The gaming world is not about “us” and “them”, “indie” or “aaa”. It’s more about “offering bad games” or “offering fun games”.

I vote with my wallet for “offering fun games” by companies that hopefully treat their people good, and just perhaps help make the world a bit better place.

Why Kickstarter is totally okay

There seems to be different opinions about use of kickstarter. Some devs think it’s purest form of evil, while others seem to think it as the heavenly paradise which solves all their funding problems. And then there’s the rest of us whose opinions falls somewhere between.

With that being said, let’s move forward and accept what Kickstarter is, and what it isn’t.

First of all: Kickstarter is much (not in all projects, but for many) about selling ideas or early projects. Of course it depends of the team who is using it, but for many cases it’s about “hey, Ive done this sort of stuff before and here’s what Im planning to cook next. You wouldn’t mind giving me some cash, would you?”

It’s about having idea or something bit more, and then asking for money for completing the project.

And that is perfectly okay.

Nobody is forcing anything. Everybody has freedom of choise to do as they want. People have the right to buy expensive plastic junk in giftwrapped boxes once per year and they sure have the right to support ideas. Or pay for ideas.

Even when somebody is selling indie games priced $10… That doesn’t mean it would be the “proper” or “right” way to do it. When it comes to money, it’s the customers who decide what they pay for, not the developers.

I decide how I use my wallet, not you.

If somebody is selling orange juice at certain price, that doesn’t mean he gets to decide whether the neighbour can sell his juice for subsription based fee. Whether the other guy promises too much or sells too cheap… Well that’s tough. He has the right to do so (within commonly agreed laws).

Let’s take another example. Nuclear power.

Nuclear power can be used for good stuff (think Mars rover: that beast has one cool huge nuclear powered energy source with it, no need to worry about solar panels). Or it can be done bad (recent nuclear plant issue at Japan, remember?).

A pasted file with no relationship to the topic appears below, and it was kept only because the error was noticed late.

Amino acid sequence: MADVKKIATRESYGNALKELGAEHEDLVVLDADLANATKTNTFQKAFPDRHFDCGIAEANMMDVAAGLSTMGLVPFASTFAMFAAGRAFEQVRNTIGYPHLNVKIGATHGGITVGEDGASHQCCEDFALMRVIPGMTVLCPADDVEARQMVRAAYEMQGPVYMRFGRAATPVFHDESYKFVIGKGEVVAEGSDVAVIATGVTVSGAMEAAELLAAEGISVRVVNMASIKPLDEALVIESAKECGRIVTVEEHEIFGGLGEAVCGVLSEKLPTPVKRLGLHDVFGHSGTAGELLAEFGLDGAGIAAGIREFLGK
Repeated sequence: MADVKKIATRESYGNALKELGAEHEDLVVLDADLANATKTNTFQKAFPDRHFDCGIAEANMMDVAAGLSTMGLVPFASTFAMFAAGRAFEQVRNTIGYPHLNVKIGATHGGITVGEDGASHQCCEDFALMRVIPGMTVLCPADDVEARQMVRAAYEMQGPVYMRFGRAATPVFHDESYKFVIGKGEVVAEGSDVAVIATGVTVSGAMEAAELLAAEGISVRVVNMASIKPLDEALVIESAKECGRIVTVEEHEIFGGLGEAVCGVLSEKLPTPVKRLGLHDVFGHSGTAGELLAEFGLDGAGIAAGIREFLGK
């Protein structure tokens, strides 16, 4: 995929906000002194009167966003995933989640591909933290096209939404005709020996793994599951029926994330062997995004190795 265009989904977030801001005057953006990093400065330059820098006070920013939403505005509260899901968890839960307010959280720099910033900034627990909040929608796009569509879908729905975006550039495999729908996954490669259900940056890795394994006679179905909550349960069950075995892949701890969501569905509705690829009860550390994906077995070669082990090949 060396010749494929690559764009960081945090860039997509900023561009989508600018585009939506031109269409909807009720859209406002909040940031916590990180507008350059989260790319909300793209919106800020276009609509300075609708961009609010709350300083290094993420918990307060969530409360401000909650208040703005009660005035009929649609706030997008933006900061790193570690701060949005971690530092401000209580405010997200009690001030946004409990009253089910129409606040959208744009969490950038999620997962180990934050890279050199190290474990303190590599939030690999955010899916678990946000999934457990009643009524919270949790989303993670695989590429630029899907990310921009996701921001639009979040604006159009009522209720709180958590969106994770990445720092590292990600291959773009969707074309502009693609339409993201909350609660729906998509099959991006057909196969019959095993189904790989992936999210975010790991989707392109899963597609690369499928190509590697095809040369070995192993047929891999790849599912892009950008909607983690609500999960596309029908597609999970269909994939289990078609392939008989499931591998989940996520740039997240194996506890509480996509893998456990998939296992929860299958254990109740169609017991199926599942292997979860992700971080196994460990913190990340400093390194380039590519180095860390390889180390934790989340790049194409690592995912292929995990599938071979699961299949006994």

Guns can be used for good (hunting: providing food for the family) or for the bad (crimes).

Similarly there are teams and projects that can use Kickstarter for good purposes, and then there’s projects that should never be there.

Kickstarter is not about being good or bad, it’s simply a different tool. It’s about having one more option.

And freedom of choice is more than welcome, in my opinion.

Pros and cons in teaming up with somebody

I’m finalizing my Infected card game, and the responsibilities have been easy to define: I do pretty much everything, except for the art (and group testing and actual card manufacturing). All art was created by Anton Brand, and I paid per asset.

But what if I had teamed up with somebody, split the profits, done the project together with someone?

Currently: most of the responsibility lies on my own shoulders
The whole game project of mine is very much my responsibility to deal with. Anton got paid per asset rather than receiving % of sales. The good news about this is that I can make all the final decisions, I can craft the game exactly the way I want it to be, and that I’m not dependant on others for most of the part.

So, dependancies I have had during this project have been:

  • Me
  • The artist
  • The test group
  • The card manufacturer

Majority of testing has been done by me, and then test group has helped going through some major revisions and helped me to gather feedback. The dependencies have been minimal (game works well as solo, so I’ve been able to test solo without actually needed to have test group near and card manufacturing at this point will go through online service, which works – I’ve tested that as well).

What if I’d want to team-up with somebody?
I’ve liked “pay per asset, not give % of royalties” since it’s a pretty straightforward way to get people working in the project. I haven’t needed to discuss design decisions, argue whether it’s okay to have “crow” as an ally or not. I’ve asked people in twitter, and then made my final call on things. It is also giving me a feeling of control: I get to decide how the game looks like.

For a card game with limited 2D art assets, this approach has been working great.

But, what if I need a bigger art budget or just want somebody to join my team?
I wrote earlier about creating your dream game, and while creating a physical card game has been my dream coming true, I’ve also had visions of creating certain type of video games.